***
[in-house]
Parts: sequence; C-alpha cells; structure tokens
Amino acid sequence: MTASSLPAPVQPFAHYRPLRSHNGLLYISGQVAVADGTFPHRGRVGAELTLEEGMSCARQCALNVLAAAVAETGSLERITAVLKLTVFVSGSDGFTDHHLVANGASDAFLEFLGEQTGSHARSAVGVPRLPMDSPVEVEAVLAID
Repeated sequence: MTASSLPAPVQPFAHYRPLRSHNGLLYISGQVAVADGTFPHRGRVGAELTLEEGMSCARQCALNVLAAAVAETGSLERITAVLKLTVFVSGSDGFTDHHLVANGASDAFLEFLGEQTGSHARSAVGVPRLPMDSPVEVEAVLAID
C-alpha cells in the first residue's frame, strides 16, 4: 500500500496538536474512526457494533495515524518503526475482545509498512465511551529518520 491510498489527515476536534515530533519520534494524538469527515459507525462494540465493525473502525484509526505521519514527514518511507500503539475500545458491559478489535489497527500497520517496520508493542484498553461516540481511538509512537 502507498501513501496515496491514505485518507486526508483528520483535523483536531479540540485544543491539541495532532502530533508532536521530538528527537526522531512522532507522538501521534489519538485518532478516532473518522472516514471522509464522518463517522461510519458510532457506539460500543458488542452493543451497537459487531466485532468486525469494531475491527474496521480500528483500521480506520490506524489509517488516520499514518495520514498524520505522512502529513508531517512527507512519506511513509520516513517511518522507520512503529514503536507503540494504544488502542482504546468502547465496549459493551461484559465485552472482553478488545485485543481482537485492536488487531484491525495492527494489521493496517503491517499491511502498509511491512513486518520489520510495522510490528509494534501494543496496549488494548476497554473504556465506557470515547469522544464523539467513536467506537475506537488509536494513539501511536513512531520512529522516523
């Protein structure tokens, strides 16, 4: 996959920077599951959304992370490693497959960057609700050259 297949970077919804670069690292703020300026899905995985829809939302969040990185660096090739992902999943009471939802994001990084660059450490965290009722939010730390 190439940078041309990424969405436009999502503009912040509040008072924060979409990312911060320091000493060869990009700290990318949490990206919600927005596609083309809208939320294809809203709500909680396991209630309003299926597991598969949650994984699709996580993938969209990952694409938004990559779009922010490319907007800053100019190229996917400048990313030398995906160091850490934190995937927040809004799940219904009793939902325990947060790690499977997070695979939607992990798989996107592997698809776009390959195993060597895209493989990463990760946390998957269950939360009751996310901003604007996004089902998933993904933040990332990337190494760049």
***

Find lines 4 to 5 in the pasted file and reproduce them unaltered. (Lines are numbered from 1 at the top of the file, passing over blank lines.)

Repeated sequence: MTASSLPAPVQPFAHYRPLRSHNGLLYISGQVAVADGTFPHRGRVGAELTLEEGMSCARQCALNVLAAAVAETGSLERITAVLKLTVFVSGSDGFTDHHLVANGASDAFLEFLGEQTGSHARSAVGVPRLPMDSPVEVEAVLAID
C-alpha cells in the first residue's frame, strides 16, 4: 500500500496538536474512526457494533495515524518503526475482545509498512465511551529518520 491510498489527515476536534515530533519520534494524538469527515459507525462494540465493525473502525484509526505521519514527514518511507500503539475500545458491559478489535489497527500497520517496520508493542484498553461516540481511538509512537 502507498501513501496515496491514505485518507486526508483528520483535523483536531479540540485544543491539541495532532502530533508532536521530538528527537526522531512522532507522538501521534489519538485518532478516532473518522472516514471522509464522518463517522461510519458510532457506539460500543458488542452493543451497537459487531466485532468486525469494531475491527474496521480500528483500521480506520490506524489509517488516520499514518495520514498524520505522512502529513508531517512527507512519506511513509520516513517511518522507520512503529514503536507503540494504544488502542482504546468502547465496549459493551461484559465485552472482553478488545485485543481482537485492536488487531484491525495492527494489521493496517503491517499491511502498509511491512513486518520489520510495522510490528509494534501494543496496549488494548476497554473504556465506557470515547469522544464523539467513536467506537475506537488509536494513539501511536513512531520512529522516523